As a teacher, I love concluding a class knowing that I really reached the students. Some kind of magic happened, and there’s a palpable feeling in the air – the things that were said, the things they did, it all landed. They feel great, and so do I. It doesn’t happen every time! So, it’s special when it does.
Yoga teachers reading this will know that same, special feeling. In a way, it’s a call to action: to go outside our teaching comfort zones and reach new groups with different needs and wants. I say that because it’s wonderful to work with the people and methods we already connect with. It’s great then to reach out and extend that connection to new methods and groups whenever we can.
Many Hatha and Vinyasa teachers will never have taught in heat. Often, they have very valid reasons – usually, an unpleasant experience in a studio that perhaps didn’t embody the values of Yoga. Well, it doesn’t have to be like that – all studios are not the same. There are studios that live the tradition with authenticity and use heat. And they have buzzing communities of engaged students, who all share the teacher’s love of Yoga.
10 weeks ago yesterday I broke my spine in a motorbike accident – you can read what happened here. Initially I was told I had broken my L1 vertebra and was prescribed a back brace, crutches and an unholy amount of cocodamol which I never took.
I really needed the back brace andthe crutches after the accident. I couldn’t walk on my own without the support of both. And even with those two to help me, I couldn’t make myself a cup of tea or run myself a bath for the first 2 weeks. I felt close to completely helpless. The only thing I could do was sleep, read, watch Netlfix (obviously) and practice copious amounts Yoga Nidra to hopefully boost my healing response. I knew I was one of the lucky ones, that I could heal, but it didn’t stop the difficult moments getting to me.
The accident was July 17th. It has taught me that I really am not someone to take this lying down (so to speak!). I did as much as I could whenever I could. As soon as I could make my own lunches and dinners, I was cooking. As soon as I could carry lightweight objects, I was putting the rubbish out. As soon as I could drive, or perhaps a little too soon before I could drive, I was behind the wheel.
Quantum physics says that matter – at the smallest level – isn’t solid. It’s clouds of energy, and it’s impossible to know for sure what it’s doing unless you measure it. When you measure it, all the possibilities it could hold (the wave function) collapse into one outcome.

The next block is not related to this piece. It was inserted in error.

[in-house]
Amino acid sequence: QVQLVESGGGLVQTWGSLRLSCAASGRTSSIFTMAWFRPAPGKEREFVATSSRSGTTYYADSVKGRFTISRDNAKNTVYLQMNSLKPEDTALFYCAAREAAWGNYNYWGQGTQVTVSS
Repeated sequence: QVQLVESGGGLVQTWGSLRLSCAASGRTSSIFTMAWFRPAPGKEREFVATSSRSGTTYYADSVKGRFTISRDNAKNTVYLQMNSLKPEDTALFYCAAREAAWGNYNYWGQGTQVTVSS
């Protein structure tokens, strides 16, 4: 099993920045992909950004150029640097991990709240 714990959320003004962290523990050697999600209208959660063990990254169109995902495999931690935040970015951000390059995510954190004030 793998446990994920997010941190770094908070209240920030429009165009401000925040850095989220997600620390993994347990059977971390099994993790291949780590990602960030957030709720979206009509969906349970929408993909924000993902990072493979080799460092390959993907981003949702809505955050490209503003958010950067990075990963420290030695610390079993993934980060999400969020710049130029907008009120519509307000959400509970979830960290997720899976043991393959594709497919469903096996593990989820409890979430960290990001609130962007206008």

I think that rings true of any situation. I can’t see the future, but I’ll give it all my best shot and see how things turn out.
This New Scientist article goes on to say, “How did our universe come to be, out of a seemingly vast number of equally likely possibilities allowed by the laws of physics?”
You love Yoga and Hot Yoga, and you’ve been practicing consistently for a while. You love the way it makes you feel, and you really notice when you can’t go for any reason. Life just seems simpler and more manageable when you practice regularly, even though nothing’s really changed. Sure, there are times when you feel like just staying at home and vegging out. But you get up and get to class anyway, because you know that you’ll be glad you did.
Does any of this ring true for you? Yep, you’ve got the Hot Yoga bug alright!
If this is you, then you’ve already come a long way. If you could see the person you were, if you could see your posture shapes the first time you went to class, then you’d be amazed at how much you’ve changed since then. It might feel like that’s all thanks to the magic of Yoga and Hot Yoga. And it is, but there’s more: it’s your hard work that’s moved you forward, and the good guidance of the studio and teachers you’ve stuck with.
We’ve all had wobbles on the yoga mat; the teacher instructs us to lift through the arches of the feet or keep our gaze steady and find our balance, and what happens? We wobble, we sometimes come out of the pose, occasionally we fall over. Thankfully our bodies are forgiving. Hopefully we are forgiving of ourselves; we might giggle, steady our breath and come back into the pose with renewed insight into how we find our balance.
What happens when we wobble in life? What happens when something happens in our lives sends us off-balance? Are we as forgiving of ourselves? And what happens when our wobbles, whether big or small, happen when you’re embarking on a transformational journey like yoga teacher training?
Written by Kate Hardcastle, a Yogafurie Hot Yoga Instructor and a graduate of Yogafurie Academy Teacher Training
We may have heard of HIIT yoga, OM Yoga Weights and Fitness Yoga used to describe classes and workshops before. What does this mean? Why is fitness becoming a big thing in the many different types of yoga on offer?
Have you ever been in a yoga class and your instructor holds you in plank (uttitha chaturanga dandasana) for so long that you feel like collapsing in a puddle on the mat? How about that inward groan as you lower down into chair (utkatasana) for the twentieth time before you’ve even reached halfway through? Do you experience shaky legs after your class?
Okay so when I say ‘the’ creep I’m being playful. What I mean is creep. And you can turn radiohead off in your brainbox because this version of creep may be one you are unfamiliar with. Creep is the way in which our bodies, that is to say the muscles and their connecting tissues, react to stress over time.
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